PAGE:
- The rocker said he believes Trump will get reelected because of division in US
- He also said Democrats don't have an 'obvious' candidate who could beat Trump
- Singer said Democrats need someone who can 'speak same language as Trump'
- Springsteen, a long time Democrat, said that there are a lot of reasons people 'became Trump voters'
Bruce Springsteen believes that President Donald Trump will win a second term in the White House.
'I don't see anyone out there at the moment... the man who can beat Trump, or the woman who can beat Trump,' the rocker told The Sunday Times Magazine.
Springsteen, who is a long-standing Democrat himself, said the political party doesn't 'have an obvious, effective presidential candidate' who can 'speak the same language' as Trump.
The iconic Born to Run singer went on to talk about the 'life-changing, upsetting occurrences' that have caused division in the United States.
During his interview, Springsteen, who in the past campaigned for former president Barack Obama and presidential candidate, Hillary Clinton, said that there are a lot of reasons people 'became Trump voters'.
Bruce Springsteen (left) believes that President Donald Trump (right) will win a second term in the White House because the Democrats don't 'have an obvious, effective presidential candidate'
'I don't see anyone out there at the moment... the man who can beat Trump, or the woman who can beat Trump,' the rocker (pictured in 2016), who in the past campaigned for former president Barack Obama and presidential candidate, Hillary Clinton, said
One example he gave was the 'severe blow to working people in the 1970s and 1980s as all the steel mills shut down'.
He then said the explosion of technology really affected people who may have found themselves in a country that they didn't 'feel part of' or they felt they were 'being dismissed'.
'Add to that, someone comes in and plays on your racial anxieties, and blames an enormous amount of this on the "other" from the southern side of the border, and you're going to have an audience for those views,' Springsteen told the magazine.
When it all boils down, Springsteen said the problem is the 'incredibly rapid pace of change that's occurred in the United States that's gone unaddressed by both administrations, Democrat and Republican'.
The interview comes just two weeks before Springsteen's new Netflix special Springsteen On Broadway debuts.
In a series of interviews, the singer has opened up about more than just his political views.
While speaking to Esquire, Springsteen spoke of his mental health issues last week.
He revealed that his first breakdown came in 1982, around the time he released his sixth album, the critically-acclaimed Nebraska.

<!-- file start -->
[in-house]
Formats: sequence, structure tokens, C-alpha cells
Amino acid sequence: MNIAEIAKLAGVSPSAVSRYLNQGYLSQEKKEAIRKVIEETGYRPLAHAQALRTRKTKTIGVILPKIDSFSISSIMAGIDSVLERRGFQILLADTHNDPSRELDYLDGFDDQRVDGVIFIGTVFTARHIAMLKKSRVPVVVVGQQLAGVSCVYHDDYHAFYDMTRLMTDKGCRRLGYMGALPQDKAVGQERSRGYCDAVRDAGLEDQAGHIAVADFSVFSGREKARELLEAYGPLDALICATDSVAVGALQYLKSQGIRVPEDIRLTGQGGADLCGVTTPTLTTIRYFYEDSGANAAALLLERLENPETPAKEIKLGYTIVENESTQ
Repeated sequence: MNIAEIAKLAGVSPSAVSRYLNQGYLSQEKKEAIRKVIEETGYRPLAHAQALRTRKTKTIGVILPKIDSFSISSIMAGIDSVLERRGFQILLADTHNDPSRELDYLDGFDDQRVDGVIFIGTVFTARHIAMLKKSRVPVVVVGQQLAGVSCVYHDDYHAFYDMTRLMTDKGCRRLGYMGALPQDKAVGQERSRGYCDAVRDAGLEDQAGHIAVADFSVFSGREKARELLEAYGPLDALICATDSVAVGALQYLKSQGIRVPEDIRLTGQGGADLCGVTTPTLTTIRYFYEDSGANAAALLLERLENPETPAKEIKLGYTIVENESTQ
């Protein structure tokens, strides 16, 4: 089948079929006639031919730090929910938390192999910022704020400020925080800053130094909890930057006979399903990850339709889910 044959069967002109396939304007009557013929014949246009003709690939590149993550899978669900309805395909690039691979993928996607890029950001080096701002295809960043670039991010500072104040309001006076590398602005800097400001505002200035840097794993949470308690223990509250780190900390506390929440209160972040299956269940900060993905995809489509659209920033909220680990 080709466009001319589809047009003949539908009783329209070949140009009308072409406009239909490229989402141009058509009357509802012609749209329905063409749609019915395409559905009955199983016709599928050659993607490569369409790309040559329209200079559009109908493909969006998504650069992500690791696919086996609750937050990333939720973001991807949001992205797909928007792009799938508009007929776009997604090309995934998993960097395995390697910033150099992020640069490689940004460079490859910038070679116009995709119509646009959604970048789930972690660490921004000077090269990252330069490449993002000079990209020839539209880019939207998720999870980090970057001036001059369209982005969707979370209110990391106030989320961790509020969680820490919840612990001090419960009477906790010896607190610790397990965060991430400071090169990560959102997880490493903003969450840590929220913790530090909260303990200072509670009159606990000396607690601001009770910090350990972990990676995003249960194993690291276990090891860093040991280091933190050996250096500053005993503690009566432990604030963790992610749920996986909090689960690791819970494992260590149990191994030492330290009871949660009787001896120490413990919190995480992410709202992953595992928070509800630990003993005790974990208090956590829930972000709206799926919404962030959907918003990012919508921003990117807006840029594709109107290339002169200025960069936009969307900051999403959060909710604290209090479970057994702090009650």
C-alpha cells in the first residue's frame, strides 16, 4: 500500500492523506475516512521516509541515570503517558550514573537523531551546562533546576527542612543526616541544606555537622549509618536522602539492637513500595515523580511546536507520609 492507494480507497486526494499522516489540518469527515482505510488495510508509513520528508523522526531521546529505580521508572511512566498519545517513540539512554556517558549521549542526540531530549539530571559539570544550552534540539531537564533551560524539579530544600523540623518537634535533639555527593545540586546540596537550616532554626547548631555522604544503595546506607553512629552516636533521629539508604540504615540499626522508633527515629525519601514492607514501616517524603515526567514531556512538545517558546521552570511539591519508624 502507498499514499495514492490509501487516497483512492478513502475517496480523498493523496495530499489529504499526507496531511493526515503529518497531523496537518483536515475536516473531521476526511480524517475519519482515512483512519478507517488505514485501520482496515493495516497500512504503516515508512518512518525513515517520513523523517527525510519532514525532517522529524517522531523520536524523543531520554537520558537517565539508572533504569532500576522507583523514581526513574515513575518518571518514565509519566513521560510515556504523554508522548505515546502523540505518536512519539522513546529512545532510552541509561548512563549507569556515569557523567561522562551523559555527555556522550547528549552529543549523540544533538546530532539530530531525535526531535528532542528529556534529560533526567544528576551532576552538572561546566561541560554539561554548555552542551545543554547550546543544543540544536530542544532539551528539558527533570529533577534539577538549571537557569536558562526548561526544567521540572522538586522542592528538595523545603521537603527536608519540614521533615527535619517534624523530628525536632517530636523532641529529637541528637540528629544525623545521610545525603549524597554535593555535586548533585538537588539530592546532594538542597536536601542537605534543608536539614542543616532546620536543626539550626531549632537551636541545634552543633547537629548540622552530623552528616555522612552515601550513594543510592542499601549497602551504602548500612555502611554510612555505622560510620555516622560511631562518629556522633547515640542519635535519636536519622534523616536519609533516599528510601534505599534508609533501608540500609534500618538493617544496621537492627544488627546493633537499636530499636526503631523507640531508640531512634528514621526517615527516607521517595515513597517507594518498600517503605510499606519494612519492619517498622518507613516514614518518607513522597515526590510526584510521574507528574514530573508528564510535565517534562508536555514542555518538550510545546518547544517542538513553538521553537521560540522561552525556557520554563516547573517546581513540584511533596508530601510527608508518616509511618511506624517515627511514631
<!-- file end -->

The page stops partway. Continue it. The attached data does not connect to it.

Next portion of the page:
While passing through a small Texas town on a cross-country drive from New Jersey to Los Angeles 'an observer . . . away from the normal messiness of living and loving, reveals its cost to me'.
While the singer, 69, still doesn't know exactly why he broke down that night in Texas, he adds it had been building up his whole life.
'All I know is as we age, the weight of our unsorted baggage becomes heavier . . . much heavier,' the musician said. 'With each passing year, the price of our refusal to do that sorting rises higher and higher.'
The root of these issues is his contentious relationship with his father Doug Springsteen, a blue-collar worker whose persona and aesthetic he tried to emulate in his music.
Bruce Springsteen says the New Resistance against Trump has begun
When it all boils down, Springsteen said the problem is the 'incredibly rapid pace of change that's occurred in the United States that's gone unaddressed by both administrations, Democrat and Republican'. Springsteen received the Presidential Medal of Freedom in 2016
During his Broadway show, which closes December 15, just before his Netflix special is available at midnight on December 16, he opens up about his relationship with his distant father, who passed away in 1998.
'Those whose love we wanted but didn’t get, we emulate them,' Springsteen said. 'It is our only way to get it.
'So when it came time, I chose my father’s voice because there was something sacred in it to me. All we know about manhood is what we have learned from our fathers. And my father was my hero, and my greatest foe.'
After his 1982 breakdown, he looked inward, and the reflection he did helped turn his life around, along with an encounter with his father almost a decade after the breakdown.
The interview comes just two weeks before Springsteen's new Netflix special, Springsteen On Broadway, debuts
In his Broadway show, he describes how, just before having his first child with wife Patti Scialfa, Springsteen was visited by his father, who admitted, 'You've been very good to us. And I wasn't very good to you.'
'It was the greatest moment in my life, with my dad,' Springsteen said during his Broadway show.
Towards the end of his father's life, he was diagnosed as a paranoid schizophrenic, which helped explain his behavior that haunted the singer as a child.
'I have come close enough to [mental illness] where I know I am not completely well myself,' Springsteen admitted.
'I’ve had to deal with a lot of it over the years, and I’m on a variety of medications that keep me on an even keel.
'Otherwise I can swing rather dramatically and . . . just . . . the wheels can come off a little bit. So we have to watch, in our family. I have to watch my kids, and I’ve been lucky there. It ran in my family going way before my dad.'
Springsteen on Broadway opened to rave reviews in October 2017, which was expected to end in November, but was extended twice, due to incredible demand.
The performer won a special Tony Award for the show in June. The Netflix special Springsteen on Broadway debuts at midnight on December 16.